Steamboat Springs It’s been nearly two weeks since a 17-year-old Steamboat Springs High School student’s expulsion appeal was denied by the Steamboat Springs School Board, and district policies, which are public record, provide some insight into what transpired during the process throughout the past two months.
Find the Steamboat Springs School District's list of policies here.
The district, however, still remains quiet about details of the case.
The student’s attorneys provided one account, saying Jan. 29 that the student was questioned by the high school’s campus supervisor, Dennis Hensen, who thought she had been smoking marijuana across the street during lunch.
The student’s attorneys, Grant Bursek and Clark Davidson, said Hensen questioned their client for 30 to 40 minutes before performing impairment tests that determined she was not high. The school searched a car, which did not belong to the student, and found six individually wrapped baggies of marijuana that totaled 6 grams inside a box.
Superintendent Brad Meeks made the decision to expel the student for suspected possession of marijuana with the intent to sell after an expulsion hearing that ended with hearing officer and former Moffat County Court Judge Mary Lynn James recommending that Meeks suspend the student until the day before graduation.
The student appealed Meeks’ decision, and the School Board then denied her appeal March 24.
Administrative policy S-12, which guides student conduct and discipline, states that the district superintendent is in charge of ensuring the conduct code is distributed once to each student in elementary, middle and high school as well as new students.
The policy also states it is the superintendent’s responsibility to make sure students are familiar with the code and that any “significant changes in code are to be distributed to students/parents and posted in each school.”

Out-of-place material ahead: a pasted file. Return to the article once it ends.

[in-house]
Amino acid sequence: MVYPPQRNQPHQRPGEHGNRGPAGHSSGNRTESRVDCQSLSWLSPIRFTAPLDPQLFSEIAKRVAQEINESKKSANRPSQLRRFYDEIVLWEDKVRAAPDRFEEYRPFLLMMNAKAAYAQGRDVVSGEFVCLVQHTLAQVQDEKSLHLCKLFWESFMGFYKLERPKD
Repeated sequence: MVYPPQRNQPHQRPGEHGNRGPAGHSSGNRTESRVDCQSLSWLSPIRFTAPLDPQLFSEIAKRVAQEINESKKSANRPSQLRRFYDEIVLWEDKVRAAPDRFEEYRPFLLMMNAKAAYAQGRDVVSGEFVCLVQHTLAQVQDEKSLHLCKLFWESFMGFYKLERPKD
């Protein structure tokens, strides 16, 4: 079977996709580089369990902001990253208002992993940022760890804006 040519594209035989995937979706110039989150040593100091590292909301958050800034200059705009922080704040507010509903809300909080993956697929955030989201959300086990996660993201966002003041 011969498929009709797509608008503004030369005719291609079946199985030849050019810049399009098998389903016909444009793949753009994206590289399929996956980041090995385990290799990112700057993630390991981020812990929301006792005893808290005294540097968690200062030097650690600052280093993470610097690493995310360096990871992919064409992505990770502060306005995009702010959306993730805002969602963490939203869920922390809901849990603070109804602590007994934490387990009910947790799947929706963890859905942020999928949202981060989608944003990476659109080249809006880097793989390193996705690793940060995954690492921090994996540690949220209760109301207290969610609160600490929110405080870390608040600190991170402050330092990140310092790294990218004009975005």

The student who was expelled was questioned by Hensen without a parent or guardian present. Under Policy S-18, school personnel may interview students without prior consent of the student’s parent or guardian in accordance with state law.
Policy S-20 on student vehicles and parking lot searches specifies that cars parked on campus can be searched without prior student or parental consent if district officials have “reasonable grounds to suspect that the search will yield evidence of any illegal, unauthorized, unsafe or contraband materials.”
The policy also states, “However, the parent/guardian of any student searched shall be notified of the search as soon as reasonably possible.”
According to district policy, students are to accompany those searching a vehicle and may be asked to grant access to specific areas. But policy also states, “if the student cannot or will not provide access to his or her vehicle, school personnel may still conduct a search.”
Students who refuse search of their vehicles parked on school grounds face termination of privileges of bringing cars onto campus. This action, as outlined in S-20, also could result in disciplinary action and law enforcement notification.
Policy S-18, which outlines the district’s interviews and searches policy, states school personnel may interview students without prior parental or guardian consent but doesn’t cite potential discipline for students who refuse to speak until a parent arrives.
Policy does state that the nature and extent of questioning must be “reasonably related to the objectives of the questioning,” and the student will have an opportunity to provide his or her account of the story, either orally or in writing, and can deny involvement or guilt.
According to the expelled student’s attorneys, she answered Hensen’s questions but requested a lawyer once the bags of marijuana were found.
School policy puts marijuana under its controlled substances offenses policy. The student vehicles and parking lot searches code cites “reasonable suspicion” as grounds to search a vehicle if a reliable informant to school personnel provided enough information “to believe that a search would lead to the discovery of evidence of a violation of district policy.”
District policy gives school principals the power to suspend a student for five to 10 days. The superintendent also has the power to suspend a student for an additional period of time not to exceed 25 days.
In the case of expulsion, a hearing is held.
Meeks was contacted for information pertaining to the district’s discipline policies, but he declined to comment. He also said the school district could not discuss the student’s expulsion.
“I want to withhold comment until after the board meeting Monday night,” Meeks said Friday evening.
To reach Ben Ingersoll, call 970-871-4204, email bingersoll@SteamboatToday.com or follow him on Twitter @BenMIngersoll